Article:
This article was contributed to TechCabal by Charles Mathews

It is a Saturday morning in Cape Tloevenichmutze guardianialberto marellasaldi 24hbottle tatascarpe borsalamilanesa donkeyluckycat blundstoneprezzi blundstoneoutlet 24h-bottle diego-dalla-palma yeezy grigie 350 von-dutch lecopavillon borsalamilanesaown, and in a room, many girls and a few boys are baking code. The big challenge? To create an e-commerce store with a scannable barcode, front end, and the attendant API. The tension is palpable because there are cash prizes up for grabs, and these young people come from contexts marked by unemployment and poverty.

The event was organised by BabesGotBytes, a South African advocacy group that promotes equitable access to quality education and technology as inherent rights, rather than exclusive privileges. Since 2018, this initiative started by founders Amanda Gxagxa and Phindiwe Nqanqaru has been preparing girls and women to enter the workforce.

“Amanda Gxagxa and I started BabesGotBytes when we were students, and we noticed that there was a huge gender gap in the technology industry,” says Nqanqaru, in an interview after the Hackathon early in December 2023. “When we went out to technology businesses and industry meet-ups, we saw how few women there are in the industry. We wanted to do something about this. We wanted to get more girls to become a part of the industry.”

“In the communities that we come from most people think that technology is only for men, and we wanted to challenge and change this perception. Nowadays, everything is about technology and most jobs will be generated by the tech industry, so we didn’t want the girls to be left behind. This is how and why we started,” Nqanqaru says.

The Global Gender Gap Report 2023 authored by the World Economic Forum reveals that only three African countries rank in the study’s top 20 this year. They are Namibia, which pleasingly now has closed 80% of its national gender gap; Rwanda, which is also doing well in this regard; and South Africa, which has dropped in the rankings since 2010 when it was in 10th place

“Progress towards the achievement of gender equality in South Africa has been very slow,” writes gender activist, Nozi Mjoli. “Millions of women continue to be the most disadvantaged members of society in South Africa due to poverty and lack of skills.” 

Nqanqaru’s origin story reveals the agency that access to technology affords girls and women. “Coding has revealed my superpowers,” she says. “At first, I didn’t know anything about technology or computers. I wanted to build a career that was solid but didn’t know what to do.”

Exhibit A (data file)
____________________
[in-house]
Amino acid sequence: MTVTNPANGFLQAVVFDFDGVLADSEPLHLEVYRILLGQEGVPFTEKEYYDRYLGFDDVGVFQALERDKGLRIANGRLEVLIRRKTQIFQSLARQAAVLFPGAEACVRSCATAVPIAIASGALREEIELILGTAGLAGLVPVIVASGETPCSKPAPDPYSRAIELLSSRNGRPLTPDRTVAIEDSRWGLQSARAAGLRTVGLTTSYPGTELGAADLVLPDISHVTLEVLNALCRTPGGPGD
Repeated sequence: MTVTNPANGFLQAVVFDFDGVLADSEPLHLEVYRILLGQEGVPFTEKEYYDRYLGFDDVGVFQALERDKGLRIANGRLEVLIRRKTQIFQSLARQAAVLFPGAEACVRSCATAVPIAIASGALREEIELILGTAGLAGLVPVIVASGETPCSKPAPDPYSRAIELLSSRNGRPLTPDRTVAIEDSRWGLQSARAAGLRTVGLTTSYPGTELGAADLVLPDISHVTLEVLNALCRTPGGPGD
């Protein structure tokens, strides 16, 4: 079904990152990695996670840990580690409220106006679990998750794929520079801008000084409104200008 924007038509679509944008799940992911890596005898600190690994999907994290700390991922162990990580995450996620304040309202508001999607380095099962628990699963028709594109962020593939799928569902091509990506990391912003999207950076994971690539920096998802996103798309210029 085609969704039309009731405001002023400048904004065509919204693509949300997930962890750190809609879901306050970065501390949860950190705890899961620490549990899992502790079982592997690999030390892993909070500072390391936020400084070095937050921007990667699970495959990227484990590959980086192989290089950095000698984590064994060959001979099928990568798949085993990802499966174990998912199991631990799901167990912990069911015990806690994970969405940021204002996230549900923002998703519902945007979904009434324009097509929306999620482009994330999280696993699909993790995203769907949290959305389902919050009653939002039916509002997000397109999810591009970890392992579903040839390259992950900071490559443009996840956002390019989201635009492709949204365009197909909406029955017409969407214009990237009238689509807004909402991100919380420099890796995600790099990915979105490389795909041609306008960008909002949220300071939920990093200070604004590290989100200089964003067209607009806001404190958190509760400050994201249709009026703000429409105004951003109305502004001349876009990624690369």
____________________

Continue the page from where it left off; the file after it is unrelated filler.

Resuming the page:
Born in a small Eastern Cape town called Elliot, the coder matriculated from high school without any options for tertiary education. But everything changed when a friend asked her to come along to a coding programme. This sparked an interest that changed the course of Nqanqaru’s life trajectory.

“I was a lost soul, but when I started coding, I flexed my muscles and realised my superpowers.  That’s when I realised I wanted to pass this experience on because I wanted to impact other people’s lives. I got so many mentors who believed in me when I didn’t believe in myself. This is why I wanted to do the same for other girls who don’t believe in themselves,” the coder-cum-mentor says. 

“What is exciting to see is that this first cohort is now in university or working in the technology sector,” Nqanqaru says. “2023 was our most productive year because we managed to get five girls into jobs in technology. We have gotten 14 of our BabesGotBytes girls into the Samsung and UWC Future Innovation Lab & App Factory Programme. So, we are not just teaching. What is important is that we get girls internships and help them to study further so we develop a good pipeline of engineers for this country and Africa.” 

Research proves this to be true. The South African SME Tech Index 2023 reveals that the female-owned companies in the study had higher business growth compared to male-owned companies, indicating a competitiveness and ability to navigate challenges.

Charles Lee Mathews is a former journalist and serial entrepreneur who now works at Thinkroom, Thinkubate and Grindstone Accelerator. Thinkroom, a female-led consulting firm that grows SMEs, founders and entrepreneurial ecosystems, sponsored the prizes for the BabesGotBytes hackathon.

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